First constructed in 1325, Templo Mayor was at one time a soaring edifice of dual pyramids dedicated to the gods. One pyramid dedicated to the rain and earth god Tlaloc, representing Tonacatepetl the Hill of Sustenance, the other dedicated to the war god Huitzilpochtli, representing his birthplace on the Hill of Coatepec.

Now all that is left is the base of the pyramid and prior versions built by successive rulers buried deep below the earth. The Spanish conquerors dismantled the pyramids to reuse the stone to build their own temple, the Metropolitan Cathedral.

Metropolitan Cathedral built with stones from Templo Mayor
Metropolitan Cathedral built with stones from Templo Mayor
Templo Mayor
Remaining base pyramid of Templo Mayor
Interior walls of Templo Mayor
Interior walls of Templo Mayor
Modern Mexico City beyond the walls of Templo Mayor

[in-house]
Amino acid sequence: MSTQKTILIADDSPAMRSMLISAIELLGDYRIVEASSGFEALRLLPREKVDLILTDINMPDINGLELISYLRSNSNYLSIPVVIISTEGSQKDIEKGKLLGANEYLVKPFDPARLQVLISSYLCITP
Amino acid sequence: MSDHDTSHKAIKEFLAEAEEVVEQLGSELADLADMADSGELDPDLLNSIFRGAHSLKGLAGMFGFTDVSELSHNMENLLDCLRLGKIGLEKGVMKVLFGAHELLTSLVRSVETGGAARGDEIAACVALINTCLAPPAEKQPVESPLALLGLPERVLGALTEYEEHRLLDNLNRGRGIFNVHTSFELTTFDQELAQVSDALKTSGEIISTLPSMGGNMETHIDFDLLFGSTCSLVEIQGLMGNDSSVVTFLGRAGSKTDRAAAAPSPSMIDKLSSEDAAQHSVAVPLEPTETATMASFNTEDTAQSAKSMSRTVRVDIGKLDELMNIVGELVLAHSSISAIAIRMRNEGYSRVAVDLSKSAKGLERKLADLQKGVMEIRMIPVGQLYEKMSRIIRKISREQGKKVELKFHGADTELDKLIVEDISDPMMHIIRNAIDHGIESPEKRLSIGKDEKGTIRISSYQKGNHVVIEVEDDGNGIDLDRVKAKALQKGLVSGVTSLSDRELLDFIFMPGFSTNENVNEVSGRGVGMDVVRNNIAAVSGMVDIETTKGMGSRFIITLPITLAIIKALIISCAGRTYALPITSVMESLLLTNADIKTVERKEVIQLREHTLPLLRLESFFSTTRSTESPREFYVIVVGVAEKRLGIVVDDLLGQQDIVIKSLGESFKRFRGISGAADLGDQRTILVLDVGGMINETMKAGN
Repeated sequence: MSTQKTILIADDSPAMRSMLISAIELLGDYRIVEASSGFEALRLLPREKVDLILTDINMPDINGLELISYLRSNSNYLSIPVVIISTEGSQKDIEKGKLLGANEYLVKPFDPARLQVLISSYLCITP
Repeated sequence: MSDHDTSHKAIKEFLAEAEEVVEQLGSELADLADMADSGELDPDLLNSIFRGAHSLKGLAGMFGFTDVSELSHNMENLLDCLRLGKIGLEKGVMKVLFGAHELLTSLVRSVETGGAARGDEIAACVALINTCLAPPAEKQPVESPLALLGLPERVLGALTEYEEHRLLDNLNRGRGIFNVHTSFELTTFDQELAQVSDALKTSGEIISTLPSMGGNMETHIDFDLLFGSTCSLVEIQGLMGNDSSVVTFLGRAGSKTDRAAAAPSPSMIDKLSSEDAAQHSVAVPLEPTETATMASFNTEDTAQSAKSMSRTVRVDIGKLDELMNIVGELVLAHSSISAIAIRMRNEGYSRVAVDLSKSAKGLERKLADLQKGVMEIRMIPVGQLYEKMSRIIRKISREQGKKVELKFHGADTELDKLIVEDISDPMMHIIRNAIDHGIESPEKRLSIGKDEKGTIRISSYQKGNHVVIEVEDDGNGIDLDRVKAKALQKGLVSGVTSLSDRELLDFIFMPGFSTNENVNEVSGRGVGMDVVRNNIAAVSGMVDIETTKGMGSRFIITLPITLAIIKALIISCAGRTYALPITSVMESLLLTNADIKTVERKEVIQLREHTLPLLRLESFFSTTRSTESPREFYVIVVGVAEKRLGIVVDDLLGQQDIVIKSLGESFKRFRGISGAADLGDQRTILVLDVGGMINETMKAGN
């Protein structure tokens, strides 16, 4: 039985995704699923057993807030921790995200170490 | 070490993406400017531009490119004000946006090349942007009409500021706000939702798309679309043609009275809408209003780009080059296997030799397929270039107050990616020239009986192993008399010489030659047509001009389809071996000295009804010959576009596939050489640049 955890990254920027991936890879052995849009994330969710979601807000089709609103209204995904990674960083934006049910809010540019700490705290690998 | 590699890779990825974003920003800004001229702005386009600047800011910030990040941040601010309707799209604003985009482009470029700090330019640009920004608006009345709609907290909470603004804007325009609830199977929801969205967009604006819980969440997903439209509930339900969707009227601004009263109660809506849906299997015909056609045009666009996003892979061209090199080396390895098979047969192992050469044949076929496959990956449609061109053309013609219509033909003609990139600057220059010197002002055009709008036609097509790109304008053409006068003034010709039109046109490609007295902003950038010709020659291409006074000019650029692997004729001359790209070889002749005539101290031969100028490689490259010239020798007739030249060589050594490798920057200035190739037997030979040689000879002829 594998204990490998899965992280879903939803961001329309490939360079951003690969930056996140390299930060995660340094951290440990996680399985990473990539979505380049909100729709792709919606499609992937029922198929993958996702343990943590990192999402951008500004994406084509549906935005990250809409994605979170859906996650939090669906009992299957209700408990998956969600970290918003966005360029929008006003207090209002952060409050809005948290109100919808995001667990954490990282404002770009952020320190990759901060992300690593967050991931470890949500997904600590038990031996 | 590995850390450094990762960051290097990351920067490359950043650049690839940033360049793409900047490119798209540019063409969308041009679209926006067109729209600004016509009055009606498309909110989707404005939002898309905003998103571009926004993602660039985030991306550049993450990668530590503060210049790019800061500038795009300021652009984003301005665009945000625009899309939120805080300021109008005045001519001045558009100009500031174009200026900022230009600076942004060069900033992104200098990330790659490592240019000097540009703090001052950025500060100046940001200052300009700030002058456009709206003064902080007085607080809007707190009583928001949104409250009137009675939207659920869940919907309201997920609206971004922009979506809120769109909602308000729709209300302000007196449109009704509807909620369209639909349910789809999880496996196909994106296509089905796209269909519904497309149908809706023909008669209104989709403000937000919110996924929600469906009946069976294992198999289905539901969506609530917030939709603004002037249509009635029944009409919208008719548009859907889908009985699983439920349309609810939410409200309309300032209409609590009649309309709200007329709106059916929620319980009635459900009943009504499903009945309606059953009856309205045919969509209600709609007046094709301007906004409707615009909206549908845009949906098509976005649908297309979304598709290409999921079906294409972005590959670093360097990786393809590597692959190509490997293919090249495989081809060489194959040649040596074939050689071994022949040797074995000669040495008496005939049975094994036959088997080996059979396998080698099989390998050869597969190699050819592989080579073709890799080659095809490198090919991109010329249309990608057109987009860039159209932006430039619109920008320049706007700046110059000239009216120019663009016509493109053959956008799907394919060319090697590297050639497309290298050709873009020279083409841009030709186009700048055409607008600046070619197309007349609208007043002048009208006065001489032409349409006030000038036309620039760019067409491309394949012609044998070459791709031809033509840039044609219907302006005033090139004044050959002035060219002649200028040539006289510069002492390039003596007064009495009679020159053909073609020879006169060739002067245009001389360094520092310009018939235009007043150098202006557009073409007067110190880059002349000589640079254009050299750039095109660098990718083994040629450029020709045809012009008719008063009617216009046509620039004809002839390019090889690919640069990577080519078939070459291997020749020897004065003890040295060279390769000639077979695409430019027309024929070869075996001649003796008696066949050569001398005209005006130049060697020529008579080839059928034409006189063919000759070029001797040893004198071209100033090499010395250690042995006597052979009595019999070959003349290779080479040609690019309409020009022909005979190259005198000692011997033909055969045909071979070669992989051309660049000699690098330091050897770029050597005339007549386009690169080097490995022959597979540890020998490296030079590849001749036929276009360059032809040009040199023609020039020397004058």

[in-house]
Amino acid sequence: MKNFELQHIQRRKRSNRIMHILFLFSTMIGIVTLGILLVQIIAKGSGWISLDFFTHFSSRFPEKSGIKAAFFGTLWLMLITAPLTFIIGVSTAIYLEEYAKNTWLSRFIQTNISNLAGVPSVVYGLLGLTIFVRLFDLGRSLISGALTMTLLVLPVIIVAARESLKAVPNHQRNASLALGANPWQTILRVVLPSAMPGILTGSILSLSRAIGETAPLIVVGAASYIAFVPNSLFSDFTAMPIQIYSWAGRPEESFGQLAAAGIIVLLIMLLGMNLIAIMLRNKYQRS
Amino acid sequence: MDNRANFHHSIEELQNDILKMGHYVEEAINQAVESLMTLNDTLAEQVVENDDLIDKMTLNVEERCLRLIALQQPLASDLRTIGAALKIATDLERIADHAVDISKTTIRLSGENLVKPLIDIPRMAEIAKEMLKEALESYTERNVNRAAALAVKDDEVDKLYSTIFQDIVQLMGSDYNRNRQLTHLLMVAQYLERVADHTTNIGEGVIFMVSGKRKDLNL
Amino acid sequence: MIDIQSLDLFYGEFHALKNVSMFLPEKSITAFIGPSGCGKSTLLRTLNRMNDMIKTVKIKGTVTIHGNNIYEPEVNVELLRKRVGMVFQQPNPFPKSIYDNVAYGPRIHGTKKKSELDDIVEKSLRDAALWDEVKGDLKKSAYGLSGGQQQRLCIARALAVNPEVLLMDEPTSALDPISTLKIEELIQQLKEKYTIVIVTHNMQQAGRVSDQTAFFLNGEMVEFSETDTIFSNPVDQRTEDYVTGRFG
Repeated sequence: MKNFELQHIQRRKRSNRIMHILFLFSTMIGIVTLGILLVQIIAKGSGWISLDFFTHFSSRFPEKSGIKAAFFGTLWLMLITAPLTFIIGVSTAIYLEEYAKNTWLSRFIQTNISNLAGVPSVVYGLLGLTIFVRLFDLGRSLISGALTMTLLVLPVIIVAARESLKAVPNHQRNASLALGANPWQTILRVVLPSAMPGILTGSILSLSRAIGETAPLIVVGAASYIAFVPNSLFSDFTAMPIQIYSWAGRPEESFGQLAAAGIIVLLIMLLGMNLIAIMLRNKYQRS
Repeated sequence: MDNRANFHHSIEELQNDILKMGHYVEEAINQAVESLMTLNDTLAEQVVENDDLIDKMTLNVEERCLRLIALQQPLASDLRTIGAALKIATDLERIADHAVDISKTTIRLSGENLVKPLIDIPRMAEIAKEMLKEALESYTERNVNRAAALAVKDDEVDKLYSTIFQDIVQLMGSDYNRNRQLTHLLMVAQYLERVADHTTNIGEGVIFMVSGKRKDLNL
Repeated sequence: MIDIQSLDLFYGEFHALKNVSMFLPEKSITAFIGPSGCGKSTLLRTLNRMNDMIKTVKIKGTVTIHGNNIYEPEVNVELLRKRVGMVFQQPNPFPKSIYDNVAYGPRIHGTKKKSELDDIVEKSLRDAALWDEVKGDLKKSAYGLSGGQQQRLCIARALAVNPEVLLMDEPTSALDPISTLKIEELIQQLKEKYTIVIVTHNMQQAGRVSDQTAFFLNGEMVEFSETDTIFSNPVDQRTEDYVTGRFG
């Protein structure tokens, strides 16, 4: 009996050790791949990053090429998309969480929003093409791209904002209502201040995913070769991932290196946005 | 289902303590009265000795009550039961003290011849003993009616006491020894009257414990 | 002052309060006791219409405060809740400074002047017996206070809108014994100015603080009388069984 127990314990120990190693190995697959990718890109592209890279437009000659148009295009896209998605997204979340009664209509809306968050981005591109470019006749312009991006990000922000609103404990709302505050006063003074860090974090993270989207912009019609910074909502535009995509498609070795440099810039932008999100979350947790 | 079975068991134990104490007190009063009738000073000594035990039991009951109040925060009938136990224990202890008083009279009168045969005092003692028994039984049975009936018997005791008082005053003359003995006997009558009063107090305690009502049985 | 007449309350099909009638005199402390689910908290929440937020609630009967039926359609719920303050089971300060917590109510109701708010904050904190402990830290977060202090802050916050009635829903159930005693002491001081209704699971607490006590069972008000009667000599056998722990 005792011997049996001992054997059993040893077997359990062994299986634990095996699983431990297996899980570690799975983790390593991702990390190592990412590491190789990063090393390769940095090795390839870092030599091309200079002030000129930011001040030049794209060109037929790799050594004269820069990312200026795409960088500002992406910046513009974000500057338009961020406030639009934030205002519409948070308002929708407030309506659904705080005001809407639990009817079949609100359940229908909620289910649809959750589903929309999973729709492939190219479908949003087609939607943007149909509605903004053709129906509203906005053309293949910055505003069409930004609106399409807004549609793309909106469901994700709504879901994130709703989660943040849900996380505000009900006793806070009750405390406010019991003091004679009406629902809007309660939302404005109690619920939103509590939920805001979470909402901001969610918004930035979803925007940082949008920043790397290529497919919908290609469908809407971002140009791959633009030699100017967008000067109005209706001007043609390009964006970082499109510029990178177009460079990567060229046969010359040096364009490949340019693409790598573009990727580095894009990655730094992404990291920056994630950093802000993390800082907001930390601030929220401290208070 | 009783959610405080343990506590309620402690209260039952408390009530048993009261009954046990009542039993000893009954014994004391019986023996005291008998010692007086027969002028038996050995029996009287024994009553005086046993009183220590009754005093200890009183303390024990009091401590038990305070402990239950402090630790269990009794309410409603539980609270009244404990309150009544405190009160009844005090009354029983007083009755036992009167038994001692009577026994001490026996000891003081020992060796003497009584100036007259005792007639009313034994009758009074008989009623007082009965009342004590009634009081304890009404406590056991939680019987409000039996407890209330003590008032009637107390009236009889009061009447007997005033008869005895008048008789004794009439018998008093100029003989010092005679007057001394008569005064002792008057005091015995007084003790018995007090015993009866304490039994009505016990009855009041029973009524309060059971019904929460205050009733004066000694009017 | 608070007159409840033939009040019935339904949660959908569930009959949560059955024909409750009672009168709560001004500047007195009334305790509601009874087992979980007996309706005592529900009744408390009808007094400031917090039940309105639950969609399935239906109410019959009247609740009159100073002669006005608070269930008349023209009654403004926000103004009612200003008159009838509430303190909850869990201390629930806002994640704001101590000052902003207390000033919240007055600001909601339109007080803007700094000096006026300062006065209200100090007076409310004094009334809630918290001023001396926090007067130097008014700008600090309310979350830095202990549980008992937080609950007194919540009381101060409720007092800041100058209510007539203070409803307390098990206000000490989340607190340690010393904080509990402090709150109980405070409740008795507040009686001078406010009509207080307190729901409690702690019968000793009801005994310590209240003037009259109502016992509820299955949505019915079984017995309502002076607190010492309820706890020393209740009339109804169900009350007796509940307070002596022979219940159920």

Modern Mexico City beyond the walls of Templo Mayor
Statues of Templo Mayor
Statues of Templo Mayor
Snake Wall
Snake Wall
Statue of snake
Statue of snake
Chac Mool
Chac Mool (offering statue)

 

Sources and further reading:

Miller, Mary Ellen. 2012. The Art of Mesoamerica: From Olmec to Aztec. 5th ed. Thomas & Hudson Ltd, London.

The Met Museum Heilbrunn Timeline of Art History on Templo Mayor

Archaeology Magazine article by Roger Atwood

Museum Victoria lecture by Dr. Carlos Javier Gonzalez

 

 

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Two Days in Mexico City

Two Days in Mexico City